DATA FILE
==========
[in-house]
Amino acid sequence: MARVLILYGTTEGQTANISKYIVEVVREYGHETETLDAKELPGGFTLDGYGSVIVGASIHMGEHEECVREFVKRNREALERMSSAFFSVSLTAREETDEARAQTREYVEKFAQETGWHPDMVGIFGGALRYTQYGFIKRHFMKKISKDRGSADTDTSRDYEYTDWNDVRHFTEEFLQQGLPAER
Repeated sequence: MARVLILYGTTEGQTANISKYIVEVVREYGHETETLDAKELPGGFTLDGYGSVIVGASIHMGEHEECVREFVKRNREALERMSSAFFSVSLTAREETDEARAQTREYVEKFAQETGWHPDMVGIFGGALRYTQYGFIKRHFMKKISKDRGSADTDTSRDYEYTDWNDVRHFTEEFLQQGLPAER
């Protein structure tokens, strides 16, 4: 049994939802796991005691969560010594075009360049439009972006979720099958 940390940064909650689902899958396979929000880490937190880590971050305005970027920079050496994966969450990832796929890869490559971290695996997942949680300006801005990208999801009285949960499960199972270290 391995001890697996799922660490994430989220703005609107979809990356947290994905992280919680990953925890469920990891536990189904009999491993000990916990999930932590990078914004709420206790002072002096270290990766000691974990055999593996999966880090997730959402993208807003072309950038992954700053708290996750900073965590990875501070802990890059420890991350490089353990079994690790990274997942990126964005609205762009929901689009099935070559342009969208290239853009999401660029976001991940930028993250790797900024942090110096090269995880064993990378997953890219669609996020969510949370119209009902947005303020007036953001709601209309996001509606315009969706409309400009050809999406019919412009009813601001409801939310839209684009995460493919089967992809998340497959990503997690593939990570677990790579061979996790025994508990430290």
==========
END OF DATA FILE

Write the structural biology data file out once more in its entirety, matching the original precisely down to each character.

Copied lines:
[in-house]
Amino acid sequence: MARVLILYGTTEGQTANISKYIVEVVREYGHETETLDAKELPGGFTLDGYGSVIVGASIHMGEHEECVREFVKRNREALERMSSAFFSVSLTAREETDEARAQTREYVEKFAQETGWHPDMVGIFGGALRYTQYGFIKRHFMKKISKDRGSADTDTSRDYEYTDWNDVRHFTEEFLQQGLPAER
Repeated sequence: MARVLILYGTTEGQTANISKYIVEVVREYGHETETLDAKELPGGFTLDGYGSVIVGASIHMGEHEECVREFVKRNREALERMSSAFFSVSLTAREETDEARAQTREYVEKFAQETGWHPDMVGIFGGALRYTQYGFIKRHFMKKISKDRGSADTDTSRDYEYTDWNDVRHFTEEFLQQGLPAER
């Protein structure tokens, strides 16, 4: 049994939802796991005691969560010594075009360049439009972006979720099958 940390940064909650689902899958396979929000880490937190880590971050305005970027920079050496994966969450990832796929890869490559971290695996997942949680300006801005990208999801009285949960499960199972270290 391995001890697996799922660490994430989220703005609107979809990356947290994905992280919680990953925890469920990891536990189904009999491993000990916990999930932590990078914004709420206790002072002096270290990766000691974990055999593996999966880090997730959402993208807003072309950038992954700053708290996750900073965590990875501070802990890059420890991350490089353990079994690790990274997942990126964005609205762009929901689009099935070559342009969208290239853009999401660029976001991940930028993250790797900024942090110096090269995880064993990378997953890219669609996020969510949370119209009902947005303020007036953001709601209309996001509606315009969706409309400009050809999406019919412009009813601001409801939310839209684009995460493919089967992809998340497959990503997690593939990570677990790579061979996790025994508990430290």